Incomplete warm-climate post-exercise rehydration with water, coconut water, or a sports drink
presentación de congreso
Madriz Dávila, Karol
Aragón Vargas, Luis Fernando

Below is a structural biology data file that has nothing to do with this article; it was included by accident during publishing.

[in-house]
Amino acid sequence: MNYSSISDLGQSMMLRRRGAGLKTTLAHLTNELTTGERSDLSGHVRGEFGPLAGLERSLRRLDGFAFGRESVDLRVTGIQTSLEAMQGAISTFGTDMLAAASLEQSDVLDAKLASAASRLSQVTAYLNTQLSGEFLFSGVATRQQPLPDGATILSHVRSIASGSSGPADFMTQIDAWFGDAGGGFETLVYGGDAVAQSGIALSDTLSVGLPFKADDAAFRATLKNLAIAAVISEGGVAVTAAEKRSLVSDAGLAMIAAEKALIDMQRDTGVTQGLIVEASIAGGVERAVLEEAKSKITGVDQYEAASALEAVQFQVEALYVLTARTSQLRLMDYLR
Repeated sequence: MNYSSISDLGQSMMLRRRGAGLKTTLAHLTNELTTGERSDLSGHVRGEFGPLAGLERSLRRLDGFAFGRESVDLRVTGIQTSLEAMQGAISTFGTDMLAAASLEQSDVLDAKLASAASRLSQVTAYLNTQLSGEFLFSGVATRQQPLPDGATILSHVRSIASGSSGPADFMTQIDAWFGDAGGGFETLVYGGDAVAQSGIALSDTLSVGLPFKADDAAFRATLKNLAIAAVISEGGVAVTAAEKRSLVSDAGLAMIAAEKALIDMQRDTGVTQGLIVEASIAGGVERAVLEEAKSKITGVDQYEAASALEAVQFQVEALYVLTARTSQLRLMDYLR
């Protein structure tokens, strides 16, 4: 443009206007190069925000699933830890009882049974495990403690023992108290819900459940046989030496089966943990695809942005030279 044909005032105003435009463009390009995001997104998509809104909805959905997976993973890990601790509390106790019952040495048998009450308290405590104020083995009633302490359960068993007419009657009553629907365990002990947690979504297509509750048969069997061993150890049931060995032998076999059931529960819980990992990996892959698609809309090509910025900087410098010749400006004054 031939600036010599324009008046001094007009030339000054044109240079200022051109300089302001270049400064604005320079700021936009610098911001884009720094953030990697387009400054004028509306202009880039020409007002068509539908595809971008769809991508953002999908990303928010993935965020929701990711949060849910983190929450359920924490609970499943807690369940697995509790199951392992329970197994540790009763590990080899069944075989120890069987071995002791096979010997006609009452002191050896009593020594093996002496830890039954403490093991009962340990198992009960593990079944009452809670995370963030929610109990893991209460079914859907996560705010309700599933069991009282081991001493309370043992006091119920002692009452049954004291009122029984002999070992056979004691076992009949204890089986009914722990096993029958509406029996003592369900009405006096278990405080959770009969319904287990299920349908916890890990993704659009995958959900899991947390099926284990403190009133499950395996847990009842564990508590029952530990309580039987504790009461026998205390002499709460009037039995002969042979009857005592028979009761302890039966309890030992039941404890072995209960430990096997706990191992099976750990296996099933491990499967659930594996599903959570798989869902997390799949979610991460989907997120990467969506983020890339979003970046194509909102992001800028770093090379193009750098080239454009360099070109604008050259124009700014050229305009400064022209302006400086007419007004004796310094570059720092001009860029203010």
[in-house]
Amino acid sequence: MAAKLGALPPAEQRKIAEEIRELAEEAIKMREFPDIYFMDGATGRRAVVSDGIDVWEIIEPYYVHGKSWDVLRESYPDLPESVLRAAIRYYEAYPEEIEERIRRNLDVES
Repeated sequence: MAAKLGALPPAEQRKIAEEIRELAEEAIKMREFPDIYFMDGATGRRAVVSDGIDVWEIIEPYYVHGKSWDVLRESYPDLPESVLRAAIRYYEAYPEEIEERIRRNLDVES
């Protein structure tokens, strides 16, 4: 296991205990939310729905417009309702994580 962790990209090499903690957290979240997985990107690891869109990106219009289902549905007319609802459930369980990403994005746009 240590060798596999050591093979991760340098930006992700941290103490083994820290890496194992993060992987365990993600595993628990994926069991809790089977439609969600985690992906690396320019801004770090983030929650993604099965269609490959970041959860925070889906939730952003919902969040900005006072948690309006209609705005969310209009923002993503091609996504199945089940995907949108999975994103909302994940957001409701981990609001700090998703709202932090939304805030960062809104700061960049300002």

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It is common to find mild to serious dehydration during exercise in hot, humid conditions. To restore euhydration, the literature shows that a fluid volume larger than sweat loss should be ingested post-exercise; ingestion of enough sodium is essential to support retention of the ingested fluid. PURPOSE AND METHODS. The purpose of this study was to compare the effectiveness of three fluids in promoting fluid retention and maintaining euhydration in a warm, humid environment. Nineteen heat-acclimated male athletes, 11-15 years old, drank a volume of water (W), coconut water (C) (0.9 mEqL-1 Na+, 63.3 mEqL-1 K+, 4% CHO), or sports drink (SD) (20.2 mEqL-1 Na+, 3.2 mEqL-1 K+, 6% CHO) equivalent to 125% of body weight loss, after exercise-induced dehydration to 2.3% body mass (BM). Natural wet bulb globe temperature (WBGT) in the shade for both the exercise and recovery periods was 26.5 +- 0.6°C. All subjects performed all trials, in random order, separated by at least 5 days. RESULTS. There were no significant differences (p>0.05) in initial body mass (50.62 +- 7 kg) for the three conditions. Urine production during the three-hour, at-rest follow up was 27.7 +- 16.8% (W), 25.2 +- 13.8% (C), and 22.2 +- 15.4% (SD) of fluid ingested (p>0.05). However, final body mass was significantly lower for W (49.6 +- 7.0 kg) than for either C (49.9 +- 7.1 kg) or SD (49.8 +- 7.0 kg) (p<0.05). After these 3 hours of recovery, hypohydration was worse for W (1.98%BM) than for both C (1.52%BM) and SD (1.46%BM) (p<0.05). CONCLUSIONS. Additional sweat output at rest prevented maintenance of euhydration after three hours of recovery in a warm, humid climate, in spite of ingestion of 125% of the volume lost in sweat during exercise. Water was less effective at fluid retention than either coconut water or a sports drink.
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